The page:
Grandma's Butter Churn
As a boy growing up in the rural area of Western North Carolina my family always had cows and we enjoyed fresh raw milk. There was always plenty of milk in our refrigerator and I remember the early 1950s when my Grandparents did not have electricity nor a well. They only had a spring where gallons of milk were placed to keep them cool. The water was very cold and even on the mountaintop where they lived my grandparents spring never ran dry and became a source of many an adventure in my younger days.
My Uncle who was just a year older than me and I would play in the branch below the spring. We could turn over stones and find lizards and periwinkles and inside the spring, we could often see crawdads. We might use a piece of string and a wiggle worm to drop inside the cold spring which was just over two feet deep. The crawdads would grab hold of the worms with their pinchers and we could pull them right out of the spring with no difficulty at all. We were careful not to let the crawdads pinch us because the old wives tale was if pinched by the crawdads they wouldn't turn loose or let go until it thundered. For the record, neither me nor my uncle were were ever pinched but we sure did torment those crawdads.
As a youngster one of our chores was to carry water from the spring to the house for drinking and family use. When hot water was needed the spring water had to be placed in a dishpan or kettle on the wood cook stove. My grandmother's wood heater was a Roman Eagle that also had a water well on the right side. We filled the cook stove well each evening and by the time breakfast was eaten,we had hot water to wash our faces and get ready to catch the school bus.
Sitting near the old wood cook stove next to the wood box was Grandma's churn. The cream from the fresh milk would be skimmed off and put into the churn which held about 2 gallons. The churn was always covered usually with a cloth made from a flour sack to keep flies and other insects from falling into the cream which would eventually clabber. The clabber had a very acrid,sour smell. At the right time the clabbered cream would be churned in the ceramic churn and in the process butter was made. Grandma would use a wood plunger and her rhythmic motions were almost a lullaby especially if there was rain and we found ourselves housebound.
Grandma's cows which were most often the Guernsey or Holtein lines made pretty yellow butter. There is nothing to educate a big cat head biscuit or a piece of hot corn bread as the butter that my Grandmother made when I was a boy. Added to some sour wood honey, Karo syrup, molasses, or one of Grandma's great jams or jellies and stirred to a creamy mixture, no country boy ever ate finer vittles. Fresh butter was always on the table, covered with a nice glass dish and soft enough to spread on biscuits, corn bread or to add to one of her great strawberry cobblers.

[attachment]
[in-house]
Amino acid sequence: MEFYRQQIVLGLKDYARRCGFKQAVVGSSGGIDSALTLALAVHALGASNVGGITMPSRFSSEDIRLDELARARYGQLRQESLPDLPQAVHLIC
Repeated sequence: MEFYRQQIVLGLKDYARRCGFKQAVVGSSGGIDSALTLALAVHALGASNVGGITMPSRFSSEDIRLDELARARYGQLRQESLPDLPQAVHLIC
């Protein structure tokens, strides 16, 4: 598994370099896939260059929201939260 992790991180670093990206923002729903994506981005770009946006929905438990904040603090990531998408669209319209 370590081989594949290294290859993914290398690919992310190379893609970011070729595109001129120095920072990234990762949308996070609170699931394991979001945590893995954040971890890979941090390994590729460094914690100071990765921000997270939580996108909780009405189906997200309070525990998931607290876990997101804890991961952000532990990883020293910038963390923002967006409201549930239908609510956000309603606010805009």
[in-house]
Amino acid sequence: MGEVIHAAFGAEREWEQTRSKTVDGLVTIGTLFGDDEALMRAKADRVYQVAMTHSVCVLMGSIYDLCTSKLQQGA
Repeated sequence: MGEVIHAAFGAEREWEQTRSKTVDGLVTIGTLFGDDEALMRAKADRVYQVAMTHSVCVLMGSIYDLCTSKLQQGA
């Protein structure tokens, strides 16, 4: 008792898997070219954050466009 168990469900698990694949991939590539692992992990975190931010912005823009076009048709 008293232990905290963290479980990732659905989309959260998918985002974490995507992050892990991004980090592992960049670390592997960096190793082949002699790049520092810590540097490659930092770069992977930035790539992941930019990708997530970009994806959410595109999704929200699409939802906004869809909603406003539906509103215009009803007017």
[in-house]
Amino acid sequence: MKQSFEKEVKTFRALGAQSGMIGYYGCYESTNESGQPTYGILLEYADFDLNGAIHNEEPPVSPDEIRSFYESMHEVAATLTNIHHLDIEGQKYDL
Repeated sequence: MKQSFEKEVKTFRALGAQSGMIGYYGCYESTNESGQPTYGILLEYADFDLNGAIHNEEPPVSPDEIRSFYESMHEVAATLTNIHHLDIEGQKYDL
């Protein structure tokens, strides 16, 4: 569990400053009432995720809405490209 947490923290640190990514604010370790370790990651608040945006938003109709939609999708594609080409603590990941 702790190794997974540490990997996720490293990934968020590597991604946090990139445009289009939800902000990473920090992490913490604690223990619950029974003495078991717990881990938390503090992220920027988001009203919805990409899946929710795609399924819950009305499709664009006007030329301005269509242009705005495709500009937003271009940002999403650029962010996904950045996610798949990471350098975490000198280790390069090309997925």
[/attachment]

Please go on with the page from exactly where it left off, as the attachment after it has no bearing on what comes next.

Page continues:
Those days are only a memory now but recently churns similar to my Grandmothers and were stored in my basement have now become decorative tables which sit next to our living room chairs. The lids long gone have been replace with plates to fit and make for a nice addition to our living room décor for sitting that second cup of coffee in the morning. The churns are a reminder of our heritage and those days when as youngsters we saw our grandmothers with a steady rhythm sitting at the churn laboring to make country butter.
My Grandmother used a wooden mold when she made butter. The butter she made was sometimes packaged and bartered for flour, sugar, and coffee at a local store near town. She also sold eggs to bring in a little extra cash. I sometimes miss those days and especially the butter milk from the churning. Nothing is so satisfying as a big cold glass of country churned buttermilk which I might add goes fine with hot cornbread and a big onion.
A great tune Milk Cow Blues.
After the butter had been harvested from my grandma's churn the remaining milk was now buttermilk and ready to be poured into those gallon pickle jars. In the 1950's with no electricity or refrigeration in much of Western North Carolina, the buttermilk was placed into my grandparents spring. Their spring was divided into two sections with the left side that was used for drinking water and would be used inside the house heated in the wood cook stove well or on top of the cook stove in a kettle for washing dishes. Grandpa called the right side spring the milk spring and in the summertime maybe a watermelon or cantaloupe might be put into this spring.There is nothing quite like a slice of watermelon that had been in grandpa's milk spring for a few days! Between the two sections of my grandparent's spring,a Holly tree grew and my grandparents farm was called Holly Springs farm. and a neighbor made my grandparents a special sign that hung on the entrance driveway.
When I would stay at my grandparents in the summer we ate cornbread and buttermilk almost every night for supper. The cows would sometimes eat wild onions while grazing in the pasture. A strong pungent wild plant the taste of which would find its way in their milk. Fresh green onions from the garden solved that problem when we ate our milk and bread and it was nice to have the option of sweet or buttermilk with our cornbread. We opted for the buttermilk when the cows had been eating those wild onions.
Buttermilk can be thin or thick depending on how much cream had been in the churn and allowed to clabber. Although a gallon did not last long, buttermilk seemed to taste better when it was thicker and had a more acid taste that gave a little burn to the taste buds.
Maybe we all have been blessed to enjoy biscuits made from buttermilk. These are so fluffy and light and go well with some good jelly or jam. Also buttermilk pancakes are very popular in many restaurants.
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